Sweden: The problems of file-sharing


Maria Zamkova

In 2003, The Pirate Bay, an online index of digital content of mostly entertainment media, was founded in Sweden. It allows visitors to download and contribute magnet links and torrent files, which facilitate peer-to-peer file-sharing among users of the BitTorrent protocol.

Six years later, the three founders were found guilty by the Stockholm District Court of assisting in copyright infringement and were sentenced to serve one year in prison and pay a fine of kr30 million ($3.5 million). On appeal the prison sentences were reduced but the damages were increased, and in February 2012 the Supreme Court of Sweden refused to hear an appeal.

In 2013, a prosecutor filed a motion targeting the domain names thepiratebay.se and piratebay.se. However, this time the case was not just against one of the co-founders of The Pirate Bay but also against the Internet Foundation in Sweden (IIS). The prosecutor argued that since The Pirate Bay is an illegal operation, its domain names are tools used by the site to infringe copyright. As IIS supplies and controls the domain names, it is therefore liable for their misuse, and the domain names should be dealt with in the same way that other criminal tools would be.

IIS took the position that holding a registry responsible for infringement has no basis in law, as a top-level domain (TLD) administrator should not decide whether a case is against the law. 

On May 19, 2015, the Stockholm district court ruled that the domain names were the property of The Pirate Bay co-founder Fredrik Neij and could be seized as he is a convicted felon.

"From a legal point of view, it is not clearly illegal to use the programme, as it is not illegal to only view streamed material."

The court also concluded that IIS contributed to the crimes—however, the domain names cannot as such be confiscated from IIS as its participation should not be regarded as criminal. IIS was not responsible for the activities of The Pirate Bay and couldn’t be held liable.

The prosecutor has decided to appeal the district court’s ruling to the Svea Court of Appeal, meaning that the judgment has not become final.

The Pirate Bay was down for some time, but pretty soon came up again on a number of other country-code TLDs.

Legal questions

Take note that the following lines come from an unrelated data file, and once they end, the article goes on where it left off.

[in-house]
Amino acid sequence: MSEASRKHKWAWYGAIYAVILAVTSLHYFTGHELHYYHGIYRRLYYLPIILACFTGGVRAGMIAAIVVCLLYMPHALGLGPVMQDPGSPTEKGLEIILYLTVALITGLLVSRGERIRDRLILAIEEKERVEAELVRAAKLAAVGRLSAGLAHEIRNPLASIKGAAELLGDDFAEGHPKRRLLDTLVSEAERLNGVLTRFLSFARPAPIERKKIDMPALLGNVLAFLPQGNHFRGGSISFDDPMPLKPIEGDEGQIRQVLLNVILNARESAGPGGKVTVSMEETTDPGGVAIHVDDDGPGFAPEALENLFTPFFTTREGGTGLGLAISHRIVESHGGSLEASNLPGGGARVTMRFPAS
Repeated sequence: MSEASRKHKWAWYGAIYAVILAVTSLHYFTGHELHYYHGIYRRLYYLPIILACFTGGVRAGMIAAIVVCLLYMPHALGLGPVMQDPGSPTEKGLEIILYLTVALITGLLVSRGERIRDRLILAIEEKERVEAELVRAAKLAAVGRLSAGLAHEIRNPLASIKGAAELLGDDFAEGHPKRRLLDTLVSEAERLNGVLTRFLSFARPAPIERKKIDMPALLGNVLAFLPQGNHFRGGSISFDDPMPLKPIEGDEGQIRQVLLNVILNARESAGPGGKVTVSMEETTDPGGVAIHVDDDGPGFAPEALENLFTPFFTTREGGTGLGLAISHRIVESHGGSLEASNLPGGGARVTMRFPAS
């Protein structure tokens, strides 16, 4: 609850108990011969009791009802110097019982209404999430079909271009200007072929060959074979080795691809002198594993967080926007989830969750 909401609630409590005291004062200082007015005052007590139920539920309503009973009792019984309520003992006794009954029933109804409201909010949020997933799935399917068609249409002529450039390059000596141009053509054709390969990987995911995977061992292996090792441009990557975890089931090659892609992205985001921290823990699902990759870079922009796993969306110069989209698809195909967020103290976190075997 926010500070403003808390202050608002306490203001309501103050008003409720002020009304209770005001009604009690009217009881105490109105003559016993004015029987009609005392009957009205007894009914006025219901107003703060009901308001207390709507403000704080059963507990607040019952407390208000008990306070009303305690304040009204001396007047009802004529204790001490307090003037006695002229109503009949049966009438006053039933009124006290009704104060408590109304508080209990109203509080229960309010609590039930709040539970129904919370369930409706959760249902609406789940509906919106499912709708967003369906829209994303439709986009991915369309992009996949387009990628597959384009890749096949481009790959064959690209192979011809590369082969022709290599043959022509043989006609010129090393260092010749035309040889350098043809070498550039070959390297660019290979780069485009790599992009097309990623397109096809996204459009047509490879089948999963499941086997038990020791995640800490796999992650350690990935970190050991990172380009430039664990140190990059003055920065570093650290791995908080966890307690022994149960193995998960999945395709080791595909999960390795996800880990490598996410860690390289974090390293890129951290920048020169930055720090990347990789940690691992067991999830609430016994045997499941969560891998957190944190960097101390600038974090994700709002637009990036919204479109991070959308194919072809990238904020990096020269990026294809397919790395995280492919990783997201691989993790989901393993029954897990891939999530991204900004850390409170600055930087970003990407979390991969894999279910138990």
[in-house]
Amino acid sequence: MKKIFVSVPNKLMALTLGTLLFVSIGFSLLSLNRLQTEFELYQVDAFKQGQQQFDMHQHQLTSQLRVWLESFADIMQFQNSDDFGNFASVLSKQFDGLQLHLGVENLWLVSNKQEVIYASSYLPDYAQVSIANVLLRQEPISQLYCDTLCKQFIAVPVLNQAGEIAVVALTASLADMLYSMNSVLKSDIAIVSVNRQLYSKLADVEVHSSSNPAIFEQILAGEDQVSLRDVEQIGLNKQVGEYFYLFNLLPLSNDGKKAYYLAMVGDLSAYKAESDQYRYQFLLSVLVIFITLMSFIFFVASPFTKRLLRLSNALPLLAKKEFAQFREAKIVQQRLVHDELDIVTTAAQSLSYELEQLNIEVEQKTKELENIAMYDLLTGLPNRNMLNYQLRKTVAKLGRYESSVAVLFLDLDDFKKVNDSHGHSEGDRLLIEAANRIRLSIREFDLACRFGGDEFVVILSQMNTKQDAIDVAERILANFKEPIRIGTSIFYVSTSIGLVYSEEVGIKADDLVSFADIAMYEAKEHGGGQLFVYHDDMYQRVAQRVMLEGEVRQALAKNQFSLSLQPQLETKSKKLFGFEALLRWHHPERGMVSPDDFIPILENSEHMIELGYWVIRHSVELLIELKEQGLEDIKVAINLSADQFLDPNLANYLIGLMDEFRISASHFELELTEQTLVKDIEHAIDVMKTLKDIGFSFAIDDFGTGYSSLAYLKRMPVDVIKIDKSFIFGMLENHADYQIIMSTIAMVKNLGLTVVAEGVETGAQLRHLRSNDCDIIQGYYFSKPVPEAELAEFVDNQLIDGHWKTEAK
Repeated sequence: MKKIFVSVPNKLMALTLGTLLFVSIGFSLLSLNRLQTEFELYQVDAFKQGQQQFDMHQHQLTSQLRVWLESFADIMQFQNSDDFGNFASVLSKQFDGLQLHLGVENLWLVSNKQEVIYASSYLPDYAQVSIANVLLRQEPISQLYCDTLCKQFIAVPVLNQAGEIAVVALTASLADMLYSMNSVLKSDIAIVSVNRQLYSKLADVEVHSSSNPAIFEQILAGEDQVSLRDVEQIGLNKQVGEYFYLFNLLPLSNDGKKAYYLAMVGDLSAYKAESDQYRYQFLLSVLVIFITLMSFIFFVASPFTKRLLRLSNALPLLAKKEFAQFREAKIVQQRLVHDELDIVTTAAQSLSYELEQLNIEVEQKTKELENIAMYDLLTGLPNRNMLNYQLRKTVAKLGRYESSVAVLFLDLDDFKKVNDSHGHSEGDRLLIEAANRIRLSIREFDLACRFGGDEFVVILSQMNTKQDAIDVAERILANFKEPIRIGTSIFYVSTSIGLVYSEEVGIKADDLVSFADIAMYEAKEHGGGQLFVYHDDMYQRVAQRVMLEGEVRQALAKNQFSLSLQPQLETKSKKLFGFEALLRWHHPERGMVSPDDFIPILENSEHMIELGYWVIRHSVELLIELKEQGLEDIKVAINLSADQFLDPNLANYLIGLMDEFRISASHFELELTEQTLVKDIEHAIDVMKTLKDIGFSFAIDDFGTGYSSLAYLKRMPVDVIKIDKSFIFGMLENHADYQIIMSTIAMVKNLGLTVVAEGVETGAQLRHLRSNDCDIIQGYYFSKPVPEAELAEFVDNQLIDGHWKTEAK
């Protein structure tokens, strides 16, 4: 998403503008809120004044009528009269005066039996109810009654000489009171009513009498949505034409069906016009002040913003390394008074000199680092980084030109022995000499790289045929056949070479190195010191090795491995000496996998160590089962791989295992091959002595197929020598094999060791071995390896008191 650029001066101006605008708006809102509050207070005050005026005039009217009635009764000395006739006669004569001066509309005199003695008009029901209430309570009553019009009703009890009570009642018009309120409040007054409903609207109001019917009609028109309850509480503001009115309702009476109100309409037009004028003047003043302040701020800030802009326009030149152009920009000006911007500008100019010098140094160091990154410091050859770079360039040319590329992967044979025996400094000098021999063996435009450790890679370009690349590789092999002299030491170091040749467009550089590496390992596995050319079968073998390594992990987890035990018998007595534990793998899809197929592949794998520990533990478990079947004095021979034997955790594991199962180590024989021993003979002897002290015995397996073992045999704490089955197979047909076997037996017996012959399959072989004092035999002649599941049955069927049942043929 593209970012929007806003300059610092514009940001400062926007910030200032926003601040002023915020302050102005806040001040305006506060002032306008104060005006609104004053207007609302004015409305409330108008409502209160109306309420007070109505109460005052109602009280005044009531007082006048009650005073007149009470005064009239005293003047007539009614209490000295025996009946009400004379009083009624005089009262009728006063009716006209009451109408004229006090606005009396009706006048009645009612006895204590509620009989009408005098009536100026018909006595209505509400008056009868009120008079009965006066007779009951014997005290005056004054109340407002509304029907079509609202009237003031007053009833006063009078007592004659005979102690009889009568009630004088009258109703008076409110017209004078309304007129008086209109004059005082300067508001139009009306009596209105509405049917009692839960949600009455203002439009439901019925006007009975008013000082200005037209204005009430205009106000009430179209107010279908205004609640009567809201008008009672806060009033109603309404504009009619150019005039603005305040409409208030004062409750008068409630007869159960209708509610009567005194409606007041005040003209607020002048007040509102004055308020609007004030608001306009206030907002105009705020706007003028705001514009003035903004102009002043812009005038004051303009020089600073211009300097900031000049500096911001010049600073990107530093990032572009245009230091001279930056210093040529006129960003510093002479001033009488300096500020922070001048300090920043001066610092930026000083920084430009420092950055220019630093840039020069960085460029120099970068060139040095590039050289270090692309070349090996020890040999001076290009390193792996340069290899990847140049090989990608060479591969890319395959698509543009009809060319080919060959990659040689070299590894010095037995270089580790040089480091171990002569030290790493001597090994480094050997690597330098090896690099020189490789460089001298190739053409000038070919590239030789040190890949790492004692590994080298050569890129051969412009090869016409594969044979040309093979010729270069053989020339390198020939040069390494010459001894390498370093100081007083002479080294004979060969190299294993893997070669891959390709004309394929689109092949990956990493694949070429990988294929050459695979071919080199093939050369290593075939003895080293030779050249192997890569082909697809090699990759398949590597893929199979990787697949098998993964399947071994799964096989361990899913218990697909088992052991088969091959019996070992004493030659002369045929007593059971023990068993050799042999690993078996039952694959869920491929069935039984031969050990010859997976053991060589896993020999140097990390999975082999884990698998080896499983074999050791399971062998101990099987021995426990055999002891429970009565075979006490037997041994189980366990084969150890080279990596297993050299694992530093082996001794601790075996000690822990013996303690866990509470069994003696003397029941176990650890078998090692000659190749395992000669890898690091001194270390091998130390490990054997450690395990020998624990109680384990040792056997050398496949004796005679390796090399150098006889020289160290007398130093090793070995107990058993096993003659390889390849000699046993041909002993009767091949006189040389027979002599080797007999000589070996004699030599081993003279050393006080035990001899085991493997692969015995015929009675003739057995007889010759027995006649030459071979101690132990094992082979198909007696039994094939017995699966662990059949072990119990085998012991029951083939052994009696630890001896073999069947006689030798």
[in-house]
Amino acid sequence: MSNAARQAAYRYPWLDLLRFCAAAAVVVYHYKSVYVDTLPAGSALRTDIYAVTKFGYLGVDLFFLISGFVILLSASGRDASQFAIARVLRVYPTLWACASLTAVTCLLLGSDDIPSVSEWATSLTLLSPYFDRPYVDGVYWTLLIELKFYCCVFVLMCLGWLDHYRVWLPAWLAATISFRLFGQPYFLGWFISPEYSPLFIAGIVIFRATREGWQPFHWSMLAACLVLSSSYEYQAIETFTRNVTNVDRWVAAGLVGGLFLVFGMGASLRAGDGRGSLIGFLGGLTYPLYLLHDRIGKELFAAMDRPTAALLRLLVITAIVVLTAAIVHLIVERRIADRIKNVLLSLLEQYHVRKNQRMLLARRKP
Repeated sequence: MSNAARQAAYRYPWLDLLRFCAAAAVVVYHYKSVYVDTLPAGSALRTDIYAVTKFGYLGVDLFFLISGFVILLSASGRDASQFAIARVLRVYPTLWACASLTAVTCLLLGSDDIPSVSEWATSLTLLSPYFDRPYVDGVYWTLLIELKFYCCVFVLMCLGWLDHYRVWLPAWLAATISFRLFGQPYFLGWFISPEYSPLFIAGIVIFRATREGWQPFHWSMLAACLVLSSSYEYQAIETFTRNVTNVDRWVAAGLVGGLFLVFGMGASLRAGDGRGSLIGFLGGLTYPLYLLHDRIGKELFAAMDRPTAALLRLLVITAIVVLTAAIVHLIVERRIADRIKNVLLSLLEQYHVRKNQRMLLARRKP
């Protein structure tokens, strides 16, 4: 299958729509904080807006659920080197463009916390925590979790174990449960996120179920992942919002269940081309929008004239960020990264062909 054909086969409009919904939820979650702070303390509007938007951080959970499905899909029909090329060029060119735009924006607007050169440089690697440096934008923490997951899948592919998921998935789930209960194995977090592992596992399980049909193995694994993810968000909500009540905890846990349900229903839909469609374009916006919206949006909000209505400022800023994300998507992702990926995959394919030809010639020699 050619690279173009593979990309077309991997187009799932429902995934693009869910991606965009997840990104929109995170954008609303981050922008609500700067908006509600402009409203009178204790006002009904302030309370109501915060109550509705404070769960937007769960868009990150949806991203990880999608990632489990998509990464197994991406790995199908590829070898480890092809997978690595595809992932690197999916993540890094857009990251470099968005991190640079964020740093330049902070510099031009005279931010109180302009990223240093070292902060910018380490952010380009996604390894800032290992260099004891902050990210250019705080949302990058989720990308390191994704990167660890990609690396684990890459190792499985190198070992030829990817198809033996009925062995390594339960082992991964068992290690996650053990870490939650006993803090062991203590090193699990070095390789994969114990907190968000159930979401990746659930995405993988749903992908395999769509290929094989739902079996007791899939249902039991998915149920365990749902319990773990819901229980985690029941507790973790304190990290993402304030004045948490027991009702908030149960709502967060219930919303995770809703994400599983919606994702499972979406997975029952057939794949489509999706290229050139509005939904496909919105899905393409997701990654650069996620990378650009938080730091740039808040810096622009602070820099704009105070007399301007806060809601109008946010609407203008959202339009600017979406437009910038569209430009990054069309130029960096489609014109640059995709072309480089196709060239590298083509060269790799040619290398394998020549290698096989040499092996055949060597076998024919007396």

Popcorn Time is the latest very popular free download service. It says on its website: “Popcorn Time is constantly searching all over the web for the best torrents from the most important sites. If the movie is out there, Popcorn Time will find the best version possible and start streaming it right away … a service that will never be taken down. Download and enjoy. Best of all ... it’s free!”

However, the movies are allegedly pirate copies and come from the same sources that are used by The Pirate Bay.

From a legal point of view, it is not clearly illegal to use the programme, as it is not illegal to only view streamed material. However, as Popcorn Time uses torrents to collect the movies, the user will automatically download the material on its own computer when watching the movie. That also means that the file is temporarily saved on the hard disk.

The question remains: does the user thereby also participate in the infringement? That is definitely the case if the user downloads and sends the movie to others. There have been a number of court orders and legal actions to stop Popcorn Time. When time4popcorn.eu was suspended “upon verification of the contact data” on October 9, 2014, the website was quickly relocated to popcorn-time.se, where it was 100% active as of the time of writing.

There is a continuing discussion in Sweden on the possibility of stopping Popcorn Time. The media representatives state that they have clear grounds to sue both Popcorn Time and the users, whereas legal/copyright professors at Uppsala University conclude that it will be very difficult to stop the users.

However, those who download a movie from Popcorn Time or similar sites will soon receive an invoice from the movie company. It is still cheaper to go to the traditional cinema.

Maria Zamkova is chief executive of Fenix Legal. She can be contacted at: maria.zamkova@fenixlegal.eu

Maria Zamkova, Fenix Legal, The Pirate Bay, Popcorn Time, file-sharing, IP,